If you’re like most of the population, your first look at gymnastics rings probably came via the Olympics, courtesy of improbably-muscled athletes doing moves that look like Batman’s warm-up. But now, thanks to the popularity of CrossFit and calisthenics training, more and more gyms are dangling rings from the rafters (and reasonably priced sets are readily available online) – even if it’s still rare to see anyone use them for anything other than dips or pull-ups. But there’s a middle ground between the basics and the Olympians, and it makes sense to find it.
If smartly planned, ring training combines strength, hypertrophy and joint health, forcing your body to work in unexpected ways and build the straight-arm strength that’s so important in calisthenics. “They’ll also allow you to work your shoulders through ranges where they’d normally be weak, helping your shoulder joints get healthy and strong,” says James Stark, an ex-gymnast and calisthenics coach. “Some people go too far too fast, but with appropriate progressions, it’s an excellent form of training.”
Finally, there’s another, less obvious benefit. Moves like the pull-up and dip can put excess strain on the elbows if you do them every day, since your wrist wants to follow its natural rotation but can’t. Rings provide a simple solution, because they let your wrists rotate throughout the movement. With joint health taken care of, you can embrace high-frequency training – and since you can sling your rings up anywhere, you can use them more often than your thrice-weekly trips to the gym might allow. Time to ring some changes with these Men’s Fitness-approved moves.
1 Front support
Sets 5 Reps 6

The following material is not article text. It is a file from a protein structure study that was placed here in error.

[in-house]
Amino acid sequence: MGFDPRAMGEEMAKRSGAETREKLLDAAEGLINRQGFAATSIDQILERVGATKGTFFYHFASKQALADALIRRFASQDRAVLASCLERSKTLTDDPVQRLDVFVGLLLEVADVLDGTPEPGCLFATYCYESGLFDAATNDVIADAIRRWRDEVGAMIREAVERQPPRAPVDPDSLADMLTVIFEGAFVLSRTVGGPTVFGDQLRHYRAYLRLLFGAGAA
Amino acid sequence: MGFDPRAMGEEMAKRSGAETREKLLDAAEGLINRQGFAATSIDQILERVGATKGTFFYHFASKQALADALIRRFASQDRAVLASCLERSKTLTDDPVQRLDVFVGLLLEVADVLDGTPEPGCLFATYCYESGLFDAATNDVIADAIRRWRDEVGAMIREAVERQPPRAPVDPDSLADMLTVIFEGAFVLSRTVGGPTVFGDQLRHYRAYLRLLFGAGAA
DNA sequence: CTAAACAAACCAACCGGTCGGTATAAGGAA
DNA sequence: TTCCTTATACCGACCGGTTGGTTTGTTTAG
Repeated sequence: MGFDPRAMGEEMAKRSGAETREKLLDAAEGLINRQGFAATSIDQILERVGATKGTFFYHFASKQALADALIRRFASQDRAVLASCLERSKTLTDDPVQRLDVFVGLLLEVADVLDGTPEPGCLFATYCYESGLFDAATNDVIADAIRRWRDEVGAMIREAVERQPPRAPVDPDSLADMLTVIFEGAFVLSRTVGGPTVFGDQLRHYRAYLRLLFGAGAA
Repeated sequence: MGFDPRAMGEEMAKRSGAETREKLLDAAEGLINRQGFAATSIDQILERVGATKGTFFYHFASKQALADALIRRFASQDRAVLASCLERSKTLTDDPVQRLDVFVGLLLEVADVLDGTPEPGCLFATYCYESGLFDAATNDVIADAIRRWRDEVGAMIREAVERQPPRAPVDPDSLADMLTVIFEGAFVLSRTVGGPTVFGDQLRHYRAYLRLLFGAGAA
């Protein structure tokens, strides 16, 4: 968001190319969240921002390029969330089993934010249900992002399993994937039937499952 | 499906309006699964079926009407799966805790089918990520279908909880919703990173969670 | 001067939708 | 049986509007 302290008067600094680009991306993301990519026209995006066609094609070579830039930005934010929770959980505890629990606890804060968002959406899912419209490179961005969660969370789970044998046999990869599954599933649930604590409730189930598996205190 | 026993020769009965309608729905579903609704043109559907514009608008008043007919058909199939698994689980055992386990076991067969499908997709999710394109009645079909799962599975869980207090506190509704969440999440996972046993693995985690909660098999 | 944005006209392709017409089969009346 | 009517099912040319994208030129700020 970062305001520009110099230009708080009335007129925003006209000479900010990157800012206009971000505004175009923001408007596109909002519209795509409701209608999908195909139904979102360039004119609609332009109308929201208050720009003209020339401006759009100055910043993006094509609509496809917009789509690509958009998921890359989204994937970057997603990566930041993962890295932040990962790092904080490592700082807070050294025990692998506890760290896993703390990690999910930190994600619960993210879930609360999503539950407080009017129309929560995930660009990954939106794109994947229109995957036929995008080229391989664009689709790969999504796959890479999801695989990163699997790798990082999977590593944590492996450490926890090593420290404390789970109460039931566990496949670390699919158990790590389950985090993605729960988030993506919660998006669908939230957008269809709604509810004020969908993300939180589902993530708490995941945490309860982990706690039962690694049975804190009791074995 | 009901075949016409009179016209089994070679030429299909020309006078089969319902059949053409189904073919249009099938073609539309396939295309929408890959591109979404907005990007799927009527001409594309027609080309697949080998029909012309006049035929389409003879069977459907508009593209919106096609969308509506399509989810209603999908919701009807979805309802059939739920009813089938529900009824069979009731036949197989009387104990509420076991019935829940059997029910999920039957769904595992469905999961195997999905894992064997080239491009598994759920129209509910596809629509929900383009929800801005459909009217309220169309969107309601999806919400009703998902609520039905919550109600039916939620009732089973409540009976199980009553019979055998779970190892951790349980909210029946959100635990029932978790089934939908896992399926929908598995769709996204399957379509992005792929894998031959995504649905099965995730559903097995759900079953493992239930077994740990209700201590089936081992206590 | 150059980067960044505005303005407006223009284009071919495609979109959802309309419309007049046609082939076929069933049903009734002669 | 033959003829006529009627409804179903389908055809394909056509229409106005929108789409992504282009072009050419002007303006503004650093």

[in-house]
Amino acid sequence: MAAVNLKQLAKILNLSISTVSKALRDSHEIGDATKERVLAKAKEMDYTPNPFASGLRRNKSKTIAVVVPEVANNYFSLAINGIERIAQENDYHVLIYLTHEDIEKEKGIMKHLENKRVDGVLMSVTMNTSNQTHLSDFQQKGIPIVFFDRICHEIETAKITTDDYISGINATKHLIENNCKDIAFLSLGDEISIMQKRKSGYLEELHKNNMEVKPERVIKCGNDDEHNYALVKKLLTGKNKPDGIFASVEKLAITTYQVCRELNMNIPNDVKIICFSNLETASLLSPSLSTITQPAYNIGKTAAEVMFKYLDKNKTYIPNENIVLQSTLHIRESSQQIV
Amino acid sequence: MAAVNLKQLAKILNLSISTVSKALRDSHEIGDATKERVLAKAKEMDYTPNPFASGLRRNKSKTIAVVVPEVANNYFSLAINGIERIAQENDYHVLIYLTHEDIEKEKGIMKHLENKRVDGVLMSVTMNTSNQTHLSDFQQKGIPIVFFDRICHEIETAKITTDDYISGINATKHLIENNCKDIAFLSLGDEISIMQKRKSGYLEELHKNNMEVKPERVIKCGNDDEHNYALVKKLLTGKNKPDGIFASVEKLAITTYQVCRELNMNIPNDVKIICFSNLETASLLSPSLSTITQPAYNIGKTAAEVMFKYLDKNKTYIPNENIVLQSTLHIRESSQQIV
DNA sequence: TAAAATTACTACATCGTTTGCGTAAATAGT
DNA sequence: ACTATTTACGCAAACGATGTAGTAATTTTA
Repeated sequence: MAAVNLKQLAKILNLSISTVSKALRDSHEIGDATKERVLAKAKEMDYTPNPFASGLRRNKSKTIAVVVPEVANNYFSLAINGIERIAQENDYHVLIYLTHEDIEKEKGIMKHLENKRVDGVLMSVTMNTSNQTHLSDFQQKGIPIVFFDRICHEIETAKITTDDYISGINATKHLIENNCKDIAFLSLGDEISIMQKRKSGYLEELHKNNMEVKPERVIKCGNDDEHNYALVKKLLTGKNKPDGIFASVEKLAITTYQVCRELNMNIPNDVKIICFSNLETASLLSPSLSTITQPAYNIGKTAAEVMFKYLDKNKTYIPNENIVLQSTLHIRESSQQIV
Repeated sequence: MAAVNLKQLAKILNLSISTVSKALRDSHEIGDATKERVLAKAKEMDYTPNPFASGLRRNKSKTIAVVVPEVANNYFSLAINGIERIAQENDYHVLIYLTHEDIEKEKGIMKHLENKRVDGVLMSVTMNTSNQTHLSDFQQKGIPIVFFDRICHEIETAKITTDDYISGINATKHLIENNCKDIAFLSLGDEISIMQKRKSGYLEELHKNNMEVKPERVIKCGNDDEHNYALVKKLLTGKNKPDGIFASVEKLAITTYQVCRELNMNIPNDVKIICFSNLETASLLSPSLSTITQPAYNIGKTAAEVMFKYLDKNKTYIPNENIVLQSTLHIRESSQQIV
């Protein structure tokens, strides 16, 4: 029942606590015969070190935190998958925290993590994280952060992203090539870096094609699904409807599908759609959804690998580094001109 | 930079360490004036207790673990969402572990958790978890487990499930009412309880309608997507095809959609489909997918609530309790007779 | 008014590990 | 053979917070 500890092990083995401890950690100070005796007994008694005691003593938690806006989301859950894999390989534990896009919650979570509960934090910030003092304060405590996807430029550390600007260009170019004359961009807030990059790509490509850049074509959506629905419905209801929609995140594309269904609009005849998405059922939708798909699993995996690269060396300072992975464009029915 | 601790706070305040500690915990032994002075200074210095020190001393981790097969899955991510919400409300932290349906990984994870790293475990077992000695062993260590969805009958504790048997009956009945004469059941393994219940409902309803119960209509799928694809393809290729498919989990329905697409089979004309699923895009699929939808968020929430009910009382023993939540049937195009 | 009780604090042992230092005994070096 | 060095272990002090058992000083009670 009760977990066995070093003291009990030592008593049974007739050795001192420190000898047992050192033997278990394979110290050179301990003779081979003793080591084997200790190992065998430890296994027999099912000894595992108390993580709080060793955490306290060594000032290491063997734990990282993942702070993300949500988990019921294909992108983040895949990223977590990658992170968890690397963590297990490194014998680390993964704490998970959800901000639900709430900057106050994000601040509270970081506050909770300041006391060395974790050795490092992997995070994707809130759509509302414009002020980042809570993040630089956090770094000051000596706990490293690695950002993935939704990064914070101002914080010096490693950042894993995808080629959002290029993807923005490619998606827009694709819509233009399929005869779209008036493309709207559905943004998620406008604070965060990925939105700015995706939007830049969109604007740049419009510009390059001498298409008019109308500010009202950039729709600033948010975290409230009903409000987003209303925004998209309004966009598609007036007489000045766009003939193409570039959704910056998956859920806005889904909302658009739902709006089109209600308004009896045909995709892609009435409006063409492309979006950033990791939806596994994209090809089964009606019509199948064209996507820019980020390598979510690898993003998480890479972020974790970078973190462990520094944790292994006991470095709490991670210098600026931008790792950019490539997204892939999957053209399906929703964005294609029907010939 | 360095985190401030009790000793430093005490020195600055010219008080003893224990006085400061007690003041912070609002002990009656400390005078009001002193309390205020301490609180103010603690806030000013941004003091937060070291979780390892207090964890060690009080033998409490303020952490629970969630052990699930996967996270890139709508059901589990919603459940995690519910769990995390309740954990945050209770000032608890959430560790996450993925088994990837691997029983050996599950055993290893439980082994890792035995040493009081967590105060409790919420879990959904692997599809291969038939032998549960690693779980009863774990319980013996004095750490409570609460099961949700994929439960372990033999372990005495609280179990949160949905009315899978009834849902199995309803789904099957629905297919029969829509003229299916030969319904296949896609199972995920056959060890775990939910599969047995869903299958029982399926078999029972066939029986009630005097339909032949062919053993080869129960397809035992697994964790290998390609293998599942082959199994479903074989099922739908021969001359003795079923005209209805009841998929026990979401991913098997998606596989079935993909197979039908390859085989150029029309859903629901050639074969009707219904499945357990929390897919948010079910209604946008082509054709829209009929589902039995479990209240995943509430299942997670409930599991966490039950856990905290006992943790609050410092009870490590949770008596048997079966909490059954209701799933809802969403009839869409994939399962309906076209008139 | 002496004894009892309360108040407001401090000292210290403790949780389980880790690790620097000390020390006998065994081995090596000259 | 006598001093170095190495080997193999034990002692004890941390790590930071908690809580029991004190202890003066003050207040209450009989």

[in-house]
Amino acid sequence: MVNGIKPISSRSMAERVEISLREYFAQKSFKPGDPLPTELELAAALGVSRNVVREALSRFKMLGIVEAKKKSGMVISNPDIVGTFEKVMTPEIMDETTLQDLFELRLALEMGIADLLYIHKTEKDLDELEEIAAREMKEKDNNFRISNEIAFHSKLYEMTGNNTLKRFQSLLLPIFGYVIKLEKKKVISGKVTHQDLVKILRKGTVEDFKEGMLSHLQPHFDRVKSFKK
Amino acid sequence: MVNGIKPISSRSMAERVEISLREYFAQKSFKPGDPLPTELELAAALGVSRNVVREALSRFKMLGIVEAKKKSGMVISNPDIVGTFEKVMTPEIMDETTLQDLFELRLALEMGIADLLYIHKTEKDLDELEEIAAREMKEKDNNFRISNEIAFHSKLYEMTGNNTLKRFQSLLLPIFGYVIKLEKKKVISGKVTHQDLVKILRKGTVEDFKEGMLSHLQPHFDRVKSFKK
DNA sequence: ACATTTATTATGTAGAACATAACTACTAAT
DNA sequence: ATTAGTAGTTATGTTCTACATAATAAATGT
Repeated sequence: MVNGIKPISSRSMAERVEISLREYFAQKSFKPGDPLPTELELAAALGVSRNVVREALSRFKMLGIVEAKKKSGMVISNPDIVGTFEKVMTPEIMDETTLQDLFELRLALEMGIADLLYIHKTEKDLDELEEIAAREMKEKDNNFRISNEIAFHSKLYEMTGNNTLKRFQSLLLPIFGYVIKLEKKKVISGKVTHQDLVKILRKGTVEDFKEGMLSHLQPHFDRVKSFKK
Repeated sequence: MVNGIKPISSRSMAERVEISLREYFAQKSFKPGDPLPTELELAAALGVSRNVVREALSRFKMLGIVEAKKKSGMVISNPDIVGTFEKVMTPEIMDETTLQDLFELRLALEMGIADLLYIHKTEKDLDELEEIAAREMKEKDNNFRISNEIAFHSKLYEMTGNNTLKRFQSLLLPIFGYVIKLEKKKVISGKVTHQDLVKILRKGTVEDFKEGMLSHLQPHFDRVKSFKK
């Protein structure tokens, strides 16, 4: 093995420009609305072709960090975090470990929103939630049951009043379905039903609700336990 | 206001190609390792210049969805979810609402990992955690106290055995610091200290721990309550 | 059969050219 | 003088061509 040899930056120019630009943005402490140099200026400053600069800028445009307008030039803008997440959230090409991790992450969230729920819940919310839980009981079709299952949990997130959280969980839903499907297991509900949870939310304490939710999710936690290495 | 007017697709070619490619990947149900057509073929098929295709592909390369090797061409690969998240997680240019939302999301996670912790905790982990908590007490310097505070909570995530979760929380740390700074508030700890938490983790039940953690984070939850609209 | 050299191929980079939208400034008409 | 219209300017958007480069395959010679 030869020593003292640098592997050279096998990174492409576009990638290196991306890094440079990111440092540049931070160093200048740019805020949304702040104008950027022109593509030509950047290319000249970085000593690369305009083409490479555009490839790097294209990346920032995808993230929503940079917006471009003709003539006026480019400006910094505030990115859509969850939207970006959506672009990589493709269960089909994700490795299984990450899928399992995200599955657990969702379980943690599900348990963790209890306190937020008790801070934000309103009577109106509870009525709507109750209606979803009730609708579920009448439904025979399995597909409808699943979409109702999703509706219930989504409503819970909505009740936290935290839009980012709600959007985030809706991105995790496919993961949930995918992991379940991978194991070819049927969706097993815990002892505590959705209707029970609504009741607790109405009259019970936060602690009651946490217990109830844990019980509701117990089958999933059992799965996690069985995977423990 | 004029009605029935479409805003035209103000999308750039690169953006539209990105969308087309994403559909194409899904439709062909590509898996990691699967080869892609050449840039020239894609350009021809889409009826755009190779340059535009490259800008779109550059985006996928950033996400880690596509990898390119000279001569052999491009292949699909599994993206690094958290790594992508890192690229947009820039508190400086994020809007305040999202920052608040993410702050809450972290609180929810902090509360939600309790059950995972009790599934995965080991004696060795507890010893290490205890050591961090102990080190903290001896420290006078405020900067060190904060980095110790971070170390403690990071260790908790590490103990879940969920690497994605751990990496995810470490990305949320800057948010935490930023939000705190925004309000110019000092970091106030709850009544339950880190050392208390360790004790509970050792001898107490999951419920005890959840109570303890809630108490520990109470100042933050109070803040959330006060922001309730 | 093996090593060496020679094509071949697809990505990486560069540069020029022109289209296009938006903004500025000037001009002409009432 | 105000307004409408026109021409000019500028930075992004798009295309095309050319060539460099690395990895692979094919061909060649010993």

Jump into the top position of a dip – elbows locked, rings close to your body, knuckles facing your sides. Hold for a second. Turn your knuckles out to feel the extra tension, then turn them back in.
Sets 5 Reps 3
It’s tougher than the bar version, although easier on your elbows. Start with your palms facing forwards and brace your abs to minimise swinging. As you pull, twist your palms to face you. Pause at the top, then lower.
Sets 3 Time 10sec
This is a far better abs builder than sit-ups. From the “support” position, bring your legs up until they’re parallel to the floor. Brace your abs and hold for ten seconds.
If you find that the L-sit is too tough, you can do an easier version of the move by bending your knees slightly to reduce the demand on your abdominals. You should still brace your core to keep your abs fully engaged.
Sets 5 Reps 5
From the support position, bend your elbows and drop into a dip, lowering until your shoulders are just below your elbows. Leaning forwards will work your chest; staying straight will build triceps strength. Do a mix of both.
The ring dip is a demanding move, so it’s vital that you pay attention to your wrist position. You want a straight line from fingers to forearms, rather than an flexion or extension. You also want to make sure that your elbows don’t flare out to the sides because that will put extra stress on your shoulder joints.
Sets 3 Reps 8
For this move that engages your shoulders to keep them flexible and healthy, hold the rings and lean back, keeping your body in a straight line. Focus on pulling your elbows behind you as you pull up to the rings.
Sets 3 Reps 8
Much harder than the regular version. Lean forwards holding the rings and lower until the edges touch your armpits, then press up. As you improve, lower until you’re closer to the angle of a standard press-up.
Photography: Danny Bird
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